The Herald Bulletin

January 23, 2014

Public access counselor: Health center violated access law

By Scott L. Miley and Ken de la Bastide, The Herald Bulletin
The Herald Bulletin

---- — ANDERSON — The Madison County Community Health Center violated Indiana's public access law by providing The Herald Bulletin newspaper with copies of board minutes that had been redacted, the state's Public Access Counselor wrote in an advisory opinion.

The newspaper had requested the state access counselor review the health center's actions in providing board minutes.

On Dec. 5, the newspaper requested copies of board meeting minutes from the health center, 1547 Ohio Ave. The newspaper made the request under Indiana's open records law. The request was made to Anthony J. Malone, chief executive officer at the health center, which serves uninsured and under-insured patients. The request was for board meeting minutes from Jan.1, 2011, through Dec. 1, 2013.

On Dec. 12, attorney William Norton, representing the health center, sent to the newspaper copies of board minutes he obtained from the health center. An official at the health center had crossed out segments using a black pen. On Dec. 17, the newspaper asked the Indiana Public Access Counselor to review the action.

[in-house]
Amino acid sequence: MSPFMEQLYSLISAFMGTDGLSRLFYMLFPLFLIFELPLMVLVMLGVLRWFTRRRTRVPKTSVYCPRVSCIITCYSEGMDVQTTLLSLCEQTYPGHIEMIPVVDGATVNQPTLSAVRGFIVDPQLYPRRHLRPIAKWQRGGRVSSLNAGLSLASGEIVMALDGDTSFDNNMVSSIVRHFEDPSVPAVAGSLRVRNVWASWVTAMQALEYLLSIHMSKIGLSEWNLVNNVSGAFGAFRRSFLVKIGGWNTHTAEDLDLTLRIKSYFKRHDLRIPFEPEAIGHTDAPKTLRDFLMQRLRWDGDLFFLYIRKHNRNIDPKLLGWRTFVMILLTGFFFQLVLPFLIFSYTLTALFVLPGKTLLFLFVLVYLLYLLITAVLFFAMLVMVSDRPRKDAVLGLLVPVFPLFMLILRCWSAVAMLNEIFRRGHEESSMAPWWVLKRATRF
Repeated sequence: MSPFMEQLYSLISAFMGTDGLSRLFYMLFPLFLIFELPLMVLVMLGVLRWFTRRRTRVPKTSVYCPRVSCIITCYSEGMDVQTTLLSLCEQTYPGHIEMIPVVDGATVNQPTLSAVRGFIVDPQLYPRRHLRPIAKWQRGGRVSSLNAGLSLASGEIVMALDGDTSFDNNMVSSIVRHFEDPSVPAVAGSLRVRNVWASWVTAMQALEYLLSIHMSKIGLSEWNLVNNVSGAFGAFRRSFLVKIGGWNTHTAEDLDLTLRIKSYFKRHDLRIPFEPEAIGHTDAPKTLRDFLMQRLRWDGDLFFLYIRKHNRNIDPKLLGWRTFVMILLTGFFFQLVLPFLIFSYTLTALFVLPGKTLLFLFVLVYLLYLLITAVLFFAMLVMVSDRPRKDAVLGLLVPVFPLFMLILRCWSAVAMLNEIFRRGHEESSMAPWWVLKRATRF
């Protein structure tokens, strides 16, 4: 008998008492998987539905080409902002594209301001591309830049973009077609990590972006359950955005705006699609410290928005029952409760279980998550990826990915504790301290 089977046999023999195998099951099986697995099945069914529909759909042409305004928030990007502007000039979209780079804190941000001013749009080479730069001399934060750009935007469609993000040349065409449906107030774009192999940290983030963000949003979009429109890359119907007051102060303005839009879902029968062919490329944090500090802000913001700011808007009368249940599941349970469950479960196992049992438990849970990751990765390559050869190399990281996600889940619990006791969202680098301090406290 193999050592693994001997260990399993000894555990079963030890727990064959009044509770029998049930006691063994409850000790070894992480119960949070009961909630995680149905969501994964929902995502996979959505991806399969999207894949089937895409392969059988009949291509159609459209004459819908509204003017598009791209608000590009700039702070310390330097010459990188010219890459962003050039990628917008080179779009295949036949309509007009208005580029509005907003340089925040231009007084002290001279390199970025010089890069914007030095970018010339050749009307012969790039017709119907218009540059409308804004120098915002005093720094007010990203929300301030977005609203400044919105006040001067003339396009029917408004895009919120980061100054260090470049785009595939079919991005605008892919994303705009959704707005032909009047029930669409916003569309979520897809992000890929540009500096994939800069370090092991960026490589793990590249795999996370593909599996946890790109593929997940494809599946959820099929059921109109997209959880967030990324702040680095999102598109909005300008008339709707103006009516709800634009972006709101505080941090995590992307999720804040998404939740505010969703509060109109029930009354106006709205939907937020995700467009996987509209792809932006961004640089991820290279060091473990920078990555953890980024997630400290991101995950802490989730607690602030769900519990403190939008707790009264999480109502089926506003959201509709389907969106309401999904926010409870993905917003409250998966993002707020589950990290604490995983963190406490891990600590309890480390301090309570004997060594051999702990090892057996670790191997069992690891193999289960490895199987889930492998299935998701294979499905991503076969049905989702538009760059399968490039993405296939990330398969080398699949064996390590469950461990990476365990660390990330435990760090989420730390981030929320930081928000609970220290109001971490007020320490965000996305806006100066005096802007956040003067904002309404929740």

On Wednesday, Public Access Counselor Luke Britt wrote that, in his opinion, the health center violated Indiana's Access to Public Records Act.

"Clearly the Center has stipulated that the minutes are public record subject to disclosure. What is not clear, without the benefit of a response, is why the documents were so heavily redacted," Britt wrote.

The Herald Bulletin supplied Britt with samples of the redacted minutes. Britt wrote that, based on the sample, "they do indeed appear to be redacted to the point of compromising the narrative of the minutes."

The health center is currently being investigated by the Indiana Attorney General's Medicaid Fraud Control Unit.

Also on Wednesday, Dr. Frank Campbell, former medical director at the health center, had his medical license suspended indefinitely by the Indiana Medical Licensing Board. He acknowledged to the board that he allowed physician assistants to use prescription pads he pre-signed, which is illegal. The licensing board ruled that Campbell could seek reinstatement of his license in one year.